watchman


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WATCHMAN. An officer in many cities and towns, whose duty it is to watch during the night and take care of the property of the inhabitants.
     2. He possesses generally the common law authority of a constable (q.v.) to make arrests, where there is reasonable ground to suspect a felony, though there is no proof of a felony having been committed. 1 Chit. Cr. L. 24; 2 Hale, 96; Hawk. B. 2, c. 13, s. 1, &c.; 1 East, P. C. 303; 2 Inst. 52; Com. Dig. Imprisonment, H 4; Dane's Ab. Index, h.t.; 3 Taunt. R. 14; 1 B. & A. 227; Peake, R. 89; 1 Moody's Cr. Cas. 334; 1 Esp. R. 294; and vide Peace.
     3. By an act of congress, approved Sept. 30, 1850, the compensation of watchmen in the various departments of government, shall be five hundred dollars per annum.

References in classic literature ?
And then finally, when election day came, the packing houses posted a notice that men who desired to vote might remain away until nine that morning, and the same night watchman took Jurgis and the rest of his flock into the back room of a saloon, and showed each of them where and how to mark a ballot, and then gave each two dollars, and took them to the polling place, where there was a policeman on duty especially to see that they got through all right.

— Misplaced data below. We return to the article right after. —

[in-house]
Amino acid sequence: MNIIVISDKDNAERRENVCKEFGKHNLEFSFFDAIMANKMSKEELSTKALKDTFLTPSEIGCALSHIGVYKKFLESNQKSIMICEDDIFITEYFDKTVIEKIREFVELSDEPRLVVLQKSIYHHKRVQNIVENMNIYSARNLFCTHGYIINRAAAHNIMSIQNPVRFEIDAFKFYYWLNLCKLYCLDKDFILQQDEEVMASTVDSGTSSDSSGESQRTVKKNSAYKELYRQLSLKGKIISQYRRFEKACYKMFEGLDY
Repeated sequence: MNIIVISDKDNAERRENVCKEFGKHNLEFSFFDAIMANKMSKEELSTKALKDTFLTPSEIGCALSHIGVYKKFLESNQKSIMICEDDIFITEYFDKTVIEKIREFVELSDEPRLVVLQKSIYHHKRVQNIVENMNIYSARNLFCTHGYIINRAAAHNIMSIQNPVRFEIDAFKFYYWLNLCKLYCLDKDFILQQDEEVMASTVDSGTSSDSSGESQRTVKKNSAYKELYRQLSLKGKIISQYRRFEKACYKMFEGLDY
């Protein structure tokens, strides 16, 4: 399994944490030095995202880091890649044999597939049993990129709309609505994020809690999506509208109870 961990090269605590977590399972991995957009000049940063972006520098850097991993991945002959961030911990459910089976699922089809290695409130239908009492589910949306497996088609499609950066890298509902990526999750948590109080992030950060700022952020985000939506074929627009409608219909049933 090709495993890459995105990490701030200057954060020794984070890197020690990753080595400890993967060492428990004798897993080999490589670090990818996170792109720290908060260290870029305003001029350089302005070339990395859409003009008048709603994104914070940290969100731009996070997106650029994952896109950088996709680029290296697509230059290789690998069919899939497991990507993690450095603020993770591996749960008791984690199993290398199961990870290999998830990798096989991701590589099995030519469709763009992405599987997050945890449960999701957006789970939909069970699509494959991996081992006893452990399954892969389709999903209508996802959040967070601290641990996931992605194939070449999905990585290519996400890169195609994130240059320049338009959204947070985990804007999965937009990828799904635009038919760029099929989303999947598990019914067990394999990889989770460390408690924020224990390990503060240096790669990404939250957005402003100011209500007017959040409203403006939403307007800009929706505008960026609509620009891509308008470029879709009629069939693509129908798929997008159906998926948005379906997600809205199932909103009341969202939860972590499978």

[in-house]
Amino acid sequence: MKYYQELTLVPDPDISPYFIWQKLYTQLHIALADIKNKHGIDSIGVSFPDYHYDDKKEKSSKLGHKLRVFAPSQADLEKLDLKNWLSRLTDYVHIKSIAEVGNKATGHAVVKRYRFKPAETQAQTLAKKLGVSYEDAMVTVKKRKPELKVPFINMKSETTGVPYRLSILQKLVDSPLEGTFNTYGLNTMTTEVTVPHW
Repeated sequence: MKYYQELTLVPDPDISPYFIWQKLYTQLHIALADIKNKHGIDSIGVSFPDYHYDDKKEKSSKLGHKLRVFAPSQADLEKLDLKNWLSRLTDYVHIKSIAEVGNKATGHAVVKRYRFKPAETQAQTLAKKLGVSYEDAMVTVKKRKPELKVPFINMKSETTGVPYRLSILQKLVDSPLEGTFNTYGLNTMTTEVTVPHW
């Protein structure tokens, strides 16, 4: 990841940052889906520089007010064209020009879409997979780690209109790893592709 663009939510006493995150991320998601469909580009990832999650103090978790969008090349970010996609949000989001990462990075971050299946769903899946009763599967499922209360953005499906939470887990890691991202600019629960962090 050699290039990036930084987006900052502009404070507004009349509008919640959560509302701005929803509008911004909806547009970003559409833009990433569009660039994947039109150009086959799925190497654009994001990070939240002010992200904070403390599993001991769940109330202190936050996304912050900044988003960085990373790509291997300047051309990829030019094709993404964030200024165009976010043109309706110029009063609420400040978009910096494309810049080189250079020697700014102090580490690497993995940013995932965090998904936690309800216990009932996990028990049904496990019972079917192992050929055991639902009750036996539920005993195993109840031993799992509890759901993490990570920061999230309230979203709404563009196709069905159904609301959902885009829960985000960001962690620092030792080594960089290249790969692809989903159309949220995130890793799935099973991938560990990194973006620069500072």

As the man made no answer when I asked him what he did there, but eluded my touch in silence, I ran to the Lodge and urged the watchman to come quickly: telling him of the incident on the way back.
It is the instrument of emergencies, a sort of ubiquitous watchman.
I had lain tossing about, and had heard the clock strike only twice, when the night watchman came to me, sent up from the ward, to say that Renfield had escaped.
Now there was a watchman whom Aegisthus kept always on the watch, and to whom he had promised two talents of gold.
Half unconscious of what I was doing, I asked a watchman if he could tell me to whom the house belonged; whereupon grudgingly, and as though he were vexed at something, the fellow muttered that it belonged to one Markov.
They were gathered in assembly, old and young, at Priam's gates, and Iris came close up to Priam, speaking with the voice of Priam's son Polites, who, being fleet of foot, was stationed as watchman for the Trojans on the tomb of old Aesyetes, to look out for any sally of the Achaeans.
The great church clock struck ten as Wolfert and the doctor passed by the churchyard, and the watchman bawled in hoarse voice a long and doleful "All's well
In the gates of these your councils my people shall sing, In the doors of these your garners the Bat-folk shall cling; And the snake shall be your watchman, By a hearthstone unswept; For the Karela, the bitter Karela, Shall fruit where ye slept!
The elegant little clock on the mantel- piece had struck "eleven with its silver sounds," and the watchman was beginning to be heard at a distance telling the same tale, before Mr Elliot or any of them seemed to feel that he had been there long.
Then I'll just finish my pipe in starting the first one," said Professor Summerlee; and from that time onwards we never trusted ourselves again without a watchman.
A single pane of glass cut off one corner of the room, in an iron framework let into the rock walls and the wooden roof above; there was now no possibility of reopening the case without elaborate labor, except by breaking the glass, which would probably arouse the night watchman who was always within a few feet of it, even if he had fallen asleep.